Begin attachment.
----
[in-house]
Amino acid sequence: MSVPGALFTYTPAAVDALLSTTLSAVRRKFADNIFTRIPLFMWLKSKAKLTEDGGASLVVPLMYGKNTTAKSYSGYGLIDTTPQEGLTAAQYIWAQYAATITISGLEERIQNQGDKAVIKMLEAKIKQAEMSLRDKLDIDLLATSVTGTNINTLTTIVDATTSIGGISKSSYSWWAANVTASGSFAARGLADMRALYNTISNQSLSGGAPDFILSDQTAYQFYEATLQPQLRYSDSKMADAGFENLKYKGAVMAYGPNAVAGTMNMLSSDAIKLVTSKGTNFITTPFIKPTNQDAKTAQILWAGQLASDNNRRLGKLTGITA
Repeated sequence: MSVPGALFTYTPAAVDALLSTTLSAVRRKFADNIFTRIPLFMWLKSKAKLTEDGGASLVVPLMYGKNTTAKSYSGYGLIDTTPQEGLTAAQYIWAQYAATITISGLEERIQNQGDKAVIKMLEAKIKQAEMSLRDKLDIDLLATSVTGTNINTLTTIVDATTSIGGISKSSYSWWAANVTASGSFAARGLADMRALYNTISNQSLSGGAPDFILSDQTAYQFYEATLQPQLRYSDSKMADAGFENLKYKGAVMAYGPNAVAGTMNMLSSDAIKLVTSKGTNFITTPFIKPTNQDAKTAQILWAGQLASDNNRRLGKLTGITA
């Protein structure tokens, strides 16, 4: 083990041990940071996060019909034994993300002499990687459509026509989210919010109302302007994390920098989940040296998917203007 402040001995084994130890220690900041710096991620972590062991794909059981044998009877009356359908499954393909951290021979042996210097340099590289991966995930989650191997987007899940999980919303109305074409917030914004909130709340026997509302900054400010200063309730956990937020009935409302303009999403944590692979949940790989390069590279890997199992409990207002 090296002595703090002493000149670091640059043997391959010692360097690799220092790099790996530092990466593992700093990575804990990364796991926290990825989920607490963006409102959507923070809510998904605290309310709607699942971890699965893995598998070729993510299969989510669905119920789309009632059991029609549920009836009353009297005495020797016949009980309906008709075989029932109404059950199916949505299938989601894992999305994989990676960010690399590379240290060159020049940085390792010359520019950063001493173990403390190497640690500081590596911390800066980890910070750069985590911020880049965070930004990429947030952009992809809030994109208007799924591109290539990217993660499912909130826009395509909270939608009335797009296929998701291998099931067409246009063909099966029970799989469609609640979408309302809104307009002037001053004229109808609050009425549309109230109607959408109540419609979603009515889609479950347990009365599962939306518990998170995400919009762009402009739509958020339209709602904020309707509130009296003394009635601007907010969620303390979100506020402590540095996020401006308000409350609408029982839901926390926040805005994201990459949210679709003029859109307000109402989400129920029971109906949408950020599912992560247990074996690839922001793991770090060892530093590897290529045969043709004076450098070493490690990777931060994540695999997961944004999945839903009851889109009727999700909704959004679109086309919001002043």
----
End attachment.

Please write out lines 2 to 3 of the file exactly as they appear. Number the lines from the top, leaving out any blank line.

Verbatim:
Amino acid sequence: MSVPGALFTYTPAAVDALLSTTLSAVRRKFADNIFTRIPLFMWLKSKAKLTEDGGASLVVPLMYGKNTTAKSYSGYGLIDTTPQEGLTAAQYIWAQYAATITISGLEERIQNQGDKAVIKMLEAKIKQAEMSLRDKLDIDLLATSVTGTNINTLTTIVDATTSIGGISKSSYSWWAANVTASGSFAARGLADMRALYNTISNQSLSGGAPDFILSDQTAYQFYEATLQPQLRYSDSKMADAGFENLKYKGAVMAYGPNAVAGTMNMLSSDAIKLVTSKGTNFITTPFIKPTNQDAKTAQILWAGQLASDNNRRLGKLTGITA
Repeated sequence: MSVPGALFTYTPAAVDALLSTTLSAVRRKFADNIFTRIPLFMWLKSKAKLTEDGGASLVVPLMYGKNTTAKSYSGYGLIDTTPQEGLTAAQYIWAQYAATITISGLEERIQNQGDKAVIKMLEAKIKQAEMSLRDKLDIDLLATSVTGTNINTLTTIVDATTSIGGISKSSYSWWAANVTASGSFAARGLADMRALYNTISNQSLSGGAPDFILSDQTAYQFYEATLQPQLRYSDSKMADAGFENLKYKGAVMAYGPNAVAGTMNMLSSDAIKLVTSKGTNFITTPFIKPTNQDAKTAQILWAGQLASDNNRRLGKLTGITA